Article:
Mexico judge proposes Florence Cassez release

BBC NEWS

March, 7th 2012 

Florence Cassez behind bars, file picture

A Mexican Supreme Court judge has said that Frenchwoman Florence Cassez, who is serving a 60-year sentence for kidnapping, should be released.

Judge Arturo Zaldivar argued that Ms Cassez, 37, had been denied her consular rights and the right to be presumed innocent.

His proposal for her “immediate and absolute” release will now be considered by a panel of five judges.

The case has caused diplomatic friction between Mexico and France.

Florence Cassez was arrested in 2005 at a ranch near Mexico City where three kidnapping victims had been held for two months.

Judge Zaldivar’s recommendation that she be freed is based on how she was treated after her arrest.

In a motion presented to the Supreme Court, he says police violated her rights by failing to notify the French consulate and failing to present her to investigative officials.

TV montageHe also notes that – the day after she was detained – police staged a re-enactment of her arrest and the rescue of the kidnap victims for the benefit of the media.

The footage was shown on Mexican television as if it were a genuine raid.

The judge argued that this montage created the impression that she was guilty and may have influenced the testimony against her from the police and kidnap victims.

It is not certain when the Supreme Court will hear her case, but her lawyer told the French AFP news agency/

Ms Cassez has always denied any knowledge or involvement in the kidnappings.

She maintains that her only connection with the case was that she was the girlfriend of one of the kidnappers.

In France, she is widely considered the victim of a miscarriage of justice.

French President Nicolas Sarkozy has been among those questioning her conviction and calling for her to be returned home.

In 2010 a year of Mexican cultural events in France was cancelled after Mr Sarkozy suggested it be used to highlight her case.

The News Station – 16 wnep

MEXICAN JUDGE SEEKS TO FREE JAILED FRENCH WOMAN
MEXICO CITY (Reuters) – A Mexican Supreme Court judge has proposed freeing a French woman serving a 60-year prison sentence for kidnapping, though his motion needs the backing of at least two others on a five-member panel determining her fate.Judge Arturo Zaldivar said in his motion that Florence Cassez, 37, was denied her rights, not given a fair trial, and that witness statements used to convict her of kidnapping and other crimes in 2008 were unreliable.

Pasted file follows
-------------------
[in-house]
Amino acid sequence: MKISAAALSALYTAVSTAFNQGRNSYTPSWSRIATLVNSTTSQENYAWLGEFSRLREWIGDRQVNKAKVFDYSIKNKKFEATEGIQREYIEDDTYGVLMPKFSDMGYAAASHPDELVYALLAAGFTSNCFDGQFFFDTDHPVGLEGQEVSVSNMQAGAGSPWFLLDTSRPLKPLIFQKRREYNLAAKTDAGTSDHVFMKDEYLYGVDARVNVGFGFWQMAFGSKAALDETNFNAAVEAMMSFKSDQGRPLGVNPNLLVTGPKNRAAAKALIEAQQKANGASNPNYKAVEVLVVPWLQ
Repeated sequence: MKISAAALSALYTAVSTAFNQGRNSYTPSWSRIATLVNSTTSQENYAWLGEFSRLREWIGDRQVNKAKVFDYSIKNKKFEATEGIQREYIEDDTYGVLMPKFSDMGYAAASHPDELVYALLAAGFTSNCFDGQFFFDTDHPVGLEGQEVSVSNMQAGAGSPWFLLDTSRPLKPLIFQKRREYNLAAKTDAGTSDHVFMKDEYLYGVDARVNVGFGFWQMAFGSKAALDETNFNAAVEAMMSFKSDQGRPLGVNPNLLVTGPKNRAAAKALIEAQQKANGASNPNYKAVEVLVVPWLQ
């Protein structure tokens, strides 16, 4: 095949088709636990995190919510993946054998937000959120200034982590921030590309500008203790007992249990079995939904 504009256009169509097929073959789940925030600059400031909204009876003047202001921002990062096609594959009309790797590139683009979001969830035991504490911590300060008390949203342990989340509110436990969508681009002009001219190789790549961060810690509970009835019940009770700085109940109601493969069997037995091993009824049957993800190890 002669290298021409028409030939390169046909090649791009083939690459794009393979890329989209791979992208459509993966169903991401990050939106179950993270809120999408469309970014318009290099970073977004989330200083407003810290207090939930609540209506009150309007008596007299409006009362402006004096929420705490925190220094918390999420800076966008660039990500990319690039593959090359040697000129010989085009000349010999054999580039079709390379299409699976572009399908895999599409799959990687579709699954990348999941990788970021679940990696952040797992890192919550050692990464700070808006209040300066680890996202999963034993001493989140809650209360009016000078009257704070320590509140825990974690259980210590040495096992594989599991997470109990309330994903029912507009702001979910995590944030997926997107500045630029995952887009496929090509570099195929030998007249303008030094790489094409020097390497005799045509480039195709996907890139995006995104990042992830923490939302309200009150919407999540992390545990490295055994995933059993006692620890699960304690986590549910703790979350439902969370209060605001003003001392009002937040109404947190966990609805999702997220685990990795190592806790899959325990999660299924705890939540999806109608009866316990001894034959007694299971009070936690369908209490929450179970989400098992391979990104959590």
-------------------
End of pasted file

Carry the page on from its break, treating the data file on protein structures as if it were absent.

The case has caused tension between France and Mexico.

Zaldivar’s motion centers on a filmed recreation showing police freeing kidnapping victims and arresting Cassez and others who were portrayed as members of a gang called the Zodiacs. The video was shot after her arrest in Mexico City in late 2005 and aired on television as a real raid.

Federal police said the Zodiacs were led by Cassez’s Mexican boyfriend at the time and that she was a member of the gang.

In his motion, Zaldivar also noted that Cassez was not offered consular assistance or put in front of a prosecutor immediately after the arrest.

“Consequently, the motion establishes there was a violation of the fundamental right of the presumption of innocence of Cassez,” the Supreme Court said in a statement. “A supposed recreation of things that never took place without doubt had an impact on public opinion and on all those linked to the trial.”

The case sparked a furor in France, where many see Cassez as a victim of injustice.

French President Nicolas Sarkozy, who is seeking a second term in an April 22 election, has promised Cassez’s parents that

he will seek justice in the case and is asking Mexico to transfer her to a French prison. That request has been denied.

The five Mexican Supreme Court judges will vote on the motion within two weeks, an official at the court said. A vote of three judges will be enough to free Cassez.

“This motion gives us a ray of hope,” Cassez’s defense lawyer, Agustin Acosta, told Reuters. “The case is very clear. I am sure the court will free her.”

Some Mexican anti-crime activists have opposed her release, arguing that a message must be sent to kidnappers and France should not meddle with Mexico’s justice system.

Mexico has seen kidnappings for ransom, in which abductors often torture and mutilate victims, spiral out of control in recent years.

In 2011, Mexico canceled a year-long series of films and performances in France after Sarkozy said the events would be dedicated to Cassez.

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